February 14, 2016 – Over The Hill Gang @ Glen Helen REM
Good morning and thank you for coming to the first chapel service of 2016 with Moto Ministries here with Over The Hill Gang at the Glen Helen REM track! It is my honor and privilege to be able to speak to you this morning and I continue to ask the Holy Spirit to guide my words this morning to fulfill the message He wants you to receive this morning.
This morning I would like to share with you what the Lord has been putting on my heart recently. I was thinking/talking out loud some ideas, trying to work through it for this week’s message … in the shower of course! (I’ve heard other people say they think better in the shower!) As I started with one topic in mind that I thought for sure would be a good message, the Holy Spirit led me to something different. I find it interesting to notice how the Holy Spirit always seem to find a topic, that just so happens to be relevant to something in my life, right now! There hasn’t been message that I’ve given to you that didn’t have something of my own life as supporting details and/or conviction! My pastor and friend has said that it’s been true for him as well that it’s usually something he’s going through will somehow surface up in the message! So I hope I will be able to show you what I’ve come to understand and I hope also that you too will find a measure of conviction!
How many you here today remember of the account of the woman at the well? This is a very popular account from the Bible. In fact the church I attend went through this very same passage recently too! For those who don’t already know, there is a Samaritan woman who has an encounter with Jesus at a water well. Jesus had been walking all day with the Disciples, but at this point they had gone into town to buy food and Jesus was left alone at the well. The Samaritan woman had walked from her town to the well carrying an empty water pot that she would fill up there.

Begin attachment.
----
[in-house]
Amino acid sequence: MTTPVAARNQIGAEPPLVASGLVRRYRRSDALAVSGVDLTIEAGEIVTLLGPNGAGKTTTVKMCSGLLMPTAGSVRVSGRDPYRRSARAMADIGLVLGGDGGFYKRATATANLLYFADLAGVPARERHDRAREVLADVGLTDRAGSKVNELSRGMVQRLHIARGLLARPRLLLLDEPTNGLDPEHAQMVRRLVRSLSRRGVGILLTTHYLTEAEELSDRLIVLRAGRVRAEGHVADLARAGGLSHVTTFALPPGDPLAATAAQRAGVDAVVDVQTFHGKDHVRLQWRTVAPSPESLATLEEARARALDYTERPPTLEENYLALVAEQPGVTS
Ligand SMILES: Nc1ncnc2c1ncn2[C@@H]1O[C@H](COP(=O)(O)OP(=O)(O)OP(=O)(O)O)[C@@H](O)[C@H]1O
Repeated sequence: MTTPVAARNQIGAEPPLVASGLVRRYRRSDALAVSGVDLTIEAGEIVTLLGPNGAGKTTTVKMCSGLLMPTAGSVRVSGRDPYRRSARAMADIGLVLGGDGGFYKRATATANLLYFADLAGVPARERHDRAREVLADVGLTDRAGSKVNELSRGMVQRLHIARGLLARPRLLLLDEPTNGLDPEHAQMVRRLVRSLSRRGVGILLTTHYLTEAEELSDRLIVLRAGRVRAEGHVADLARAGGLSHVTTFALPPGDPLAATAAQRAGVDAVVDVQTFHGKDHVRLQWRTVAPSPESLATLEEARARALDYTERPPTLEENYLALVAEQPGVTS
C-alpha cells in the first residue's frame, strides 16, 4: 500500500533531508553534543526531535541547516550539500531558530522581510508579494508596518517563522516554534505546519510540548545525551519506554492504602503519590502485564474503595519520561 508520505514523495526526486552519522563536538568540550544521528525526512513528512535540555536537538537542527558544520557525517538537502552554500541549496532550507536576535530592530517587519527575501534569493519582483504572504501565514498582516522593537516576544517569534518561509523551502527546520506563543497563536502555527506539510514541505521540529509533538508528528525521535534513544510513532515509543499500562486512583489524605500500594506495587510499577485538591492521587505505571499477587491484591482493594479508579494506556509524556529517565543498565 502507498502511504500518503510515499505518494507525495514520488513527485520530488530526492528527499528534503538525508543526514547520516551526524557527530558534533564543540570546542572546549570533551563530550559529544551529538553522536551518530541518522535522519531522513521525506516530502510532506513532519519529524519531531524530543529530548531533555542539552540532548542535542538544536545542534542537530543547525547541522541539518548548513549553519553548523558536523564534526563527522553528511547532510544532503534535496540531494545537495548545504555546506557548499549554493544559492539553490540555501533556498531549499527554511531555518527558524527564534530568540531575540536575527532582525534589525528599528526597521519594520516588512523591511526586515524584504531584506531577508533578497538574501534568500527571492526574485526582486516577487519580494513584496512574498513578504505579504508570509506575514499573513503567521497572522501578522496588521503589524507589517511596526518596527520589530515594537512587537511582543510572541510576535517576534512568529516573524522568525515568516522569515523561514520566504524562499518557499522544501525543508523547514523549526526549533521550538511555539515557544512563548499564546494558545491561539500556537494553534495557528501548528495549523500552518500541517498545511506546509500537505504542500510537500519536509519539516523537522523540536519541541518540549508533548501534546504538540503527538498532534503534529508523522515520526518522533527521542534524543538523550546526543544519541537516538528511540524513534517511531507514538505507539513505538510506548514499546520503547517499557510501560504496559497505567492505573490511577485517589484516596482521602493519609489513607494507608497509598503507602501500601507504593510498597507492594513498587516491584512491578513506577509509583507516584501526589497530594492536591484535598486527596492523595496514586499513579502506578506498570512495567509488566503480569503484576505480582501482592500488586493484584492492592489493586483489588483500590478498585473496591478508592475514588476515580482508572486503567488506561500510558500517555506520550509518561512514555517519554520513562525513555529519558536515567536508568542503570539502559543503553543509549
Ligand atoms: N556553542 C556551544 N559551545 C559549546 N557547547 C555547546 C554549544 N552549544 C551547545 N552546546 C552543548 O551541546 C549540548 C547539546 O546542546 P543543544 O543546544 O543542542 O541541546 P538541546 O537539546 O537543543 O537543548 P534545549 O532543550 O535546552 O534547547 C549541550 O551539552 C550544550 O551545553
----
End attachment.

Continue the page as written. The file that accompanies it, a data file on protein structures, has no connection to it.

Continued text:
Know that, at that time, Samaritans were not looked upon with favor by the Jews. Although Samaritans were technically Jewish, they were effectively half-Jewish … half-breeds. They were the Jews who came out of the captivity from Babylon who had intermarried. In the eyes of the Jewish religious elite, the Samaritans were not to be even spoken to! They were considered a “lower” class of people and were to be treated as such. (Isn’t there some of that still going on today between other people groups in our world today?) So we’ll now read a portion of this account that is found in the book of John, Chapter 4, verses 7-19.
John 4:7-19 ESV 7 A woman from Samaria came to draw water. Jesus said to her,”Give me a drink.” 8 (For his disciples had gone away into the city to buy food.) 9The Samaritan woman said to him, “How is it that you, a Jew, ask for a drink from me, a woman of Samaria?” (For Jews have no dealings with Samaritans.) 10Jesus answered her, “If you knew the gift of God, and who it is that is saying to you, ‘Give me a drink,’ you would have asked him, and he would have given you living water.” 11 The woman said to him, “Sir, you have nothing to draw water with, and the well is deep. Where do you get that living water? 12 Are you greater than our father Jacob? He gave us the well and drank from it himself, as did his sons and his livestock.” 13 Jesus said to her, “Everyone who drinks of this water will be thirsty again, 14 but whoever drinks of the water that I will give him will never be thirsty again. The water that I will give him will become in him a spring of water welling up to eternal life.” 15 The woman said to him, “Sir, give me this water, so that I will not be thirsty or have to come here to draw water.” 16 Jesus said to her, “Go, call your husband, and come here.” 17 The woman answered him, “I have no husband.” Jesus said to her, “You are right in saying, ‘I have no husband’; 18 for you have had five husbands, and the one you now have is not your husband. What you have said is true.” 19 The woman said to him, “Sir, I perceive that you are a prophet.
So now I would like you to consider yourself to be in the shoes of that woman at that moment of time and be that person at the well standing before Jesus. We’ll make this acting role just for you and I’ll re-read some the verses and freeze-frame the situation as we go along.